|Vimeo Award Winning Director Eliot Rausch in reflective mood skyping in from LA to London|
Three students, illegal immigrants from East Los Angeles taught to film in a day, unfurl their lives over three months for the camera.
One counts her mixed fortunes. One minute jail, the next she's meeting US President Barack Obama, the other fights unsuccessfully against the deportation of her father and the third has become part of a murder investigation broadcast on local television.
Limbo (2012) set to premier at the Vimeo Awards 2012 in New York may likely carry the meditative style of its award winning director, Eliot Rausch - elliptical, events and characters revealed as fragments cohered by a strong theme around love, morality, loss, despair and some.
Rausch's oeuvre is temporality, the unfolding of the story and space in the shape of a Rubik cube splayed over a morphing canvas. Causality within his films slide and click into place in different ways for the viewer, but everyone arrives at the end together.
The great French Philosopher Deleuze identified two broadly different schemas to this phenomenon: the Action Image in which the dynamic energy from the film emerges from the linearity of the narrative.Then there's the Time Image. Here consciousness, memory, non-linearity, reign freely.
Celebrated film scholar David Bordwell explains how in this genre style, fabula, the plot, the sequencing of events plays differently to the overall story.
New Spatial Cinema Makers
Vimeo's 2011 inaugural overall video winner Rausch has marked his place. But if conceptually you stumbled across this post ten years ago, we'd be marvelling at the cinema poetry of González Iñárritu ( Babel, 21 Grams), who Rausch cites as an inspiration.
Before then Steven Soderburgh in The Limey (1999) Tarantino, and then much further back when Deleuze assualted the film world with his find Alan Resnais in Hiroshima Mon Amour (1959).
What unites all these figures across a wide span of cultures and time is a creative gene in impressionism and an unstinting respect for a brand of cinematic intelligent audiences that you'll find today within the likes of Vimeos gilt-edge gathering of directors and film aficionados.
Here, viewers revel in the interpretation of the works of film makers. The directors, to which I would add Rob Chiu whom I have known for over decade, ellide comfortably between documentary and fiction, motion graphics and the pro filmic, essays of life and the poetry of cinema. Each piece is a signature of a style honed from their visual digital ribonucleic strands.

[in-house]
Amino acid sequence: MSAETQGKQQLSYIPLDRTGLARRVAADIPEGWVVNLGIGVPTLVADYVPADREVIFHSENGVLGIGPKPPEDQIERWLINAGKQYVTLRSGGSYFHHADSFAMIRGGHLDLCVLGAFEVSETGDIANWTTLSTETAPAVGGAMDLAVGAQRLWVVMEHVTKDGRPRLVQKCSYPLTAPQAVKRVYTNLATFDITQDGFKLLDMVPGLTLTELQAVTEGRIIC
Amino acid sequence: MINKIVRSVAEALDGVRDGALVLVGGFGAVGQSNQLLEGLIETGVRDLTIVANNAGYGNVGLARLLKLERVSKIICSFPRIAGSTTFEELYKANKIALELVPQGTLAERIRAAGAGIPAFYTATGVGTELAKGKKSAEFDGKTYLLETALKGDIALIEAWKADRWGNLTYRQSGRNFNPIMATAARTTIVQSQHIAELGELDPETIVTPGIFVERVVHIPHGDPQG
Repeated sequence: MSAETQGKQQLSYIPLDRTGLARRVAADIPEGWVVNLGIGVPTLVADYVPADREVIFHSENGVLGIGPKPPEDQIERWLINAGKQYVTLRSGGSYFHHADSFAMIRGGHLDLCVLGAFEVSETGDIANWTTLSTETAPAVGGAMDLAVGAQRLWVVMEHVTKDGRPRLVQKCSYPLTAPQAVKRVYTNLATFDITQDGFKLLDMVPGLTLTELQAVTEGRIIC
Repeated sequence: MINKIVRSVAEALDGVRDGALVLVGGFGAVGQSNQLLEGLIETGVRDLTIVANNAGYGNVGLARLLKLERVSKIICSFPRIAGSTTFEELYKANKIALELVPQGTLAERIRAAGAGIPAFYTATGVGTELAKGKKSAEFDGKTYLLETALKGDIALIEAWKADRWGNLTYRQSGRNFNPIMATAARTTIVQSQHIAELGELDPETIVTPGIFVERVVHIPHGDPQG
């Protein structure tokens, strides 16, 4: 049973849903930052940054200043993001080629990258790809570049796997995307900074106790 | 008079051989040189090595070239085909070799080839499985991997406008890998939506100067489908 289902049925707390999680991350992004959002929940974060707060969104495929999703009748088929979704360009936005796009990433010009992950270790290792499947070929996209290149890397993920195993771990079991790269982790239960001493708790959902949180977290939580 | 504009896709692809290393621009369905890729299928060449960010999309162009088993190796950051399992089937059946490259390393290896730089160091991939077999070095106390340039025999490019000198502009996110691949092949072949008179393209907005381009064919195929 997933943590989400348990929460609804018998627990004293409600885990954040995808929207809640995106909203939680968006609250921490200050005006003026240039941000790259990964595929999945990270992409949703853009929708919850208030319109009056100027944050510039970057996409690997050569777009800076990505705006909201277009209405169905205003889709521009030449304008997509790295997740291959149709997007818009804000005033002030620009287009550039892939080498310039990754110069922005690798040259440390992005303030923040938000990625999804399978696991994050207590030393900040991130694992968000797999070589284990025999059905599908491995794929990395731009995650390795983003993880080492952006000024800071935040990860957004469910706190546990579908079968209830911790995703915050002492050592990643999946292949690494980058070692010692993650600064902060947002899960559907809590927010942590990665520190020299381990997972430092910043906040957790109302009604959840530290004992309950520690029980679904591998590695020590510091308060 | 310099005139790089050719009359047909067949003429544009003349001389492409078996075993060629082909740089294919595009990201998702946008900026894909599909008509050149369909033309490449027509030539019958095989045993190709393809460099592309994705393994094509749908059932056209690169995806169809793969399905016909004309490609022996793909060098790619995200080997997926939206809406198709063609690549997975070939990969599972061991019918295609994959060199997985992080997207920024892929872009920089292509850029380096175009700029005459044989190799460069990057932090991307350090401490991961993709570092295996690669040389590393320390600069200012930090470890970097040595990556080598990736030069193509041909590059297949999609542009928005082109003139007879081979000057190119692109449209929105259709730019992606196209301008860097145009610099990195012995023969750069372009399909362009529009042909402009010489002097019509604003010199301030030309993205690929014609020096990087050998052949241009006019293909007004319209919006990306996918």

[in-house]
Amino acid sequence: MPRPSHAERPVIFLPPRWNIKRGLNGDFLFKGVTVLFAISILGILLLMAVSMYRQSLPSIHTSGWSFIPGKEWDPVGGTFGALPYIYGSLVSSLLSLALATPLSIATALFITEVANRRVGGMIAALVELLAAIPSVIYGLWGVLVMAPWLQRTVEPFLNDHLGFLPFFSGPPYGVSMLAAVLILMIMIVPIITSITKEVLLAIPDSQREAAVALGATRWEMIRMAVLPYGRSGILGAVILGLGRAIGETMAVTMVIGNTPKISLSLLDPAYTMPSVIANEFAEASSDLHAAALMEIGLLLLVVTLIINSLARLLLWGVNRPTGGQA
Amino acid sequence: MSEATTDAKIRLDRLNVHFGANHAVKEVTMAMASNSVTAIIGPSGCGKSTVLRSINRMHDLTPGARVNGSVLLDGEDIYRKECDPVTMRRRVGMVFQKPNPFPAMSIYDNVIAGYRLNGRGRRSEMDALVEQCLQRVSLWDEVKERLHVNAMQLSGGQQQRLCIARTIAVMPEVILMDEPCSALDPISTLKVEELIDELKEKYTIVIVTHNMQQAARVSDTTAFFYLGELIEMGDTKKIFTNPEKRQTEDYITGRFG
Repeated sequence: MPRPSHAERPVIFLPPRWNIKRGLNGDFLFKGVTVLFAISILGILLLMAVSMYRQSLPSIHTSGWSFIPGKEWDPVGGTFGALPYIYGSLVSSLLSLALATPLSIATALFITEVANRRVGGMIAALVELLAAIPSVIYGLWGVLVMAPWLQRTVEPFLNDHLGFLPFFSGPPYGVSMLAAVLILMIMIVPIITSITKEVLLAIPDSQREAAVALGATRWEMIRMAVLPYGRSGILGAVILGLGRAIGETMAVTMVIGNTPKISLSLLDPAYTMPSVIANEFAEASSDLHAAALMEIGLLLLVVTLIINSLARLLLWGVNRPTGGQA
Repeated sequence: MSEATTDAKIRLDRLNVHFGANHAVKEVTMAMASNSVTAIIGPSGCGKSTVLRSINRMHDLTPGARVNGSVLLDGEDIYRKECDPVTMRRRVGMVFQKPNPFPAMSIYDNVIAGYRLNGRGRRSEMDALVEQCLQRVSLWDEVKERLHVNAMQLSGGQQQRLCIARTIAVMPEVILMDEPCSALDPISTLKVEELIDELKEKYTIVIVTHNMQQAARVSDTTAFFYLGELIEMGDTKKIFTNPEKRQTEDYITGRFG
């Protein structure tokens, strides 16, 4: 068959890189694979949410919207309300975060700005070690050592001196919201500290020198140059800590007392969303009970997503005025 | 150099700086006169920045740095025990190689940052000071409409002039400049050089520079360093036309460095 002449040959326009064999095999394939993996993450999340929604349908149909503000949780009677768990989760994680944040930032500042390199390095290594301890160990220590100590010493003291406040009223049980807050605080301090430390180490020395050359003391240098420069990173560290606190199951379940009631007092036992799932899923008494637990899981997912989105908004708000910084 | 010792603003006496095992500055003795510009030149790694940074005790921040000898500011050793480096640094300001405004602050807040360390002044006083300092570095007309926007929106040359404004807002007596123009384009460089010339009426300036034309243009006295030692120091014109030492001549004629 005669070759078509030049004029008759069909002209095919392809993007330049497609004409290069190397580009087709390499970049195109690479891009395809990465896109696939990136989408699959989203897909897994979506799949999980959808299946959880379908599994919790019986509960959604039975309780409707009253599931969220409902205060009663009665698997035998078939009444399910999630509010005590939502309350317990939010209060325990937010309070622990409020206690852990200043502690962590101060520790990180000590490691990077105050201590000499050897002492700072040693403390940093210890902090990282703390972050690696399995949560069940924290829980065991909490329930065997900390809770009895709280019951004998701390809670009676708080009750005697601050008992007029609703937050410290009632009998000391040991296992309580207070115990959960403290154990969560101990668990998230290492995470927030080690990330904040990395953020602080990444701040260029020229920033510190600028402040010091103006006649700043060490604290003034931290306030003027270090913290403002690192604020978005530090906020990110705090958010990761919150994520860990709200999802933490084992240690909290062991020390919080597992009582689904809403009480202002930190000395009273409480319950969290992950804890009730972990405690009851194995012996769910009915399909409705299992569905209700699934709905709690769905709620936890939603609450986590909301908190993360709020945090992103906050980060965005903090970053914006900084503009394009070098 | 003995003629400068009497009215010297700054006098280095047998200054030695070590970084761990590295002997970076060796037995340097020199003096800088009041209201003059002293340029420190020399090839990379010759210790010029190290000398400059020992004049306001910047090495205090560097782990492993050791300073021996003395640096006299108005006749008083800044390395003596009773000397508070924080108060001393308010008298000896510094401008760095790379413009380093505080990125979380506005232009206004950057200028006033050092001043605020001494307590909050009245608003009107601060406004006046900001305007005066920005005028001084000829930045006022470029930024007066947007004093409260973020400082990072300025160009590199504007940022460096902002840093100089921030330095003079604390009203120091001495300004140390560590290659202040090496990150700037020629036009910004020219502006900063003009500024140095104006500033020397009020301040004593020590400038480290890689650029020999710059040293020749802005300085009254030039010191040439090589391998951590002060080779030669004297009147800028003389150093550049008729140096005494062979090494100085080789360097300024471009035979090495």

Last Monday (5th, March, 2012) in a generous devotion of his time, Rausch spoke about his film making style, techniques and his centre of gravity.
Much of Last Minute with Oden has been amply documented on sites like HD Pro, so here's a synopsis, before the main course where eight Masters students, from Nigeria, Netherlands, Yemen and Palestine put questions to the director via a skyped interview.
Plot and Story Last Minute with Oden
James Wood aka Woody, a close friend of Elliot is distraught. The ultimate moral question is upon him. His dog, sick with cancer is going to be put down, a very personal matter, but Elliot convinces his friend to document the journey on a a freshly unboxed Canon 7D.
Within the film, Oden's fleeting doe-eyed gesture at camera, friends biding him good bye: "tell Jesus we're coming" create deep empathy. And then the build up to its finale is matched in anxiety within the story, as much as a plot line using Woody's pained cycle ride in the rain enveloped with a haunting score.
Within the roll call of mentioned film makers, what's remarkable about this film is its turn around time. Shot within a couple of hours, edited within four - less than a day's work- uploaded for a million plus people to reach for a hanker chief.
Rausch's modus operandi is less the film maker, more the anthropologist. He doesn't shoot himself preferring to observe and direct. Neither does he push at relationships with the camera, but principally finds meaning within people.
This has always been an enduring trait of great documentary makers, and photojournalists such as Yannis Kontos, who I have worked with - the art of procuring whilst being invisible.
The amazing Amy Purdy an inspiring woman, also a double amputee, cues a story which according to some critics was too simple, but Rausch finds purpose and profoundness in its simplicity.
Q and A Masters Students
When I saw that it was like someone hit my face, says Nigerian-born journalist Ruona studying documentary at the University of Westminster. She wanted to know about Rausch's motives in playing with silence in his movie making.
As Oden was being put down says the director, the crew, two other cameramen fighting back tears were being directed through hand movements.
I try and get away from talking head and B-roll coverage Eliot replies, adding he eschews archive footage in the way it coheres to classic documentary.
|Jody Q and A with Rausch|
This and many answers can be found on the audio of skyped interview below.Whilst Master student Lena from Palestine wanted to know how a director mediates reality without overtly influencing events.
This was a masterclass in creating docs in the tao of Eliot Rausch, but also in understanding the new intertexuality culture of film making.
They're a breed who with digital tools create their own pro impressionistic stories, acknowledging selflessly a need to share in thinking of others, and that their work is open for re-interpretation - an immanent quality of the new elliptical directors.
David Dunkley Gyimah is an international award winning videojournalist and Knight Batten Winner, who is completing his PhD that covers new cinema. He is a juror for the UK's highest TV Awards, The Royal Television Society and an Artist in Residence at the Southbank Centre. His work can be found on his site www.viewmagazine.tv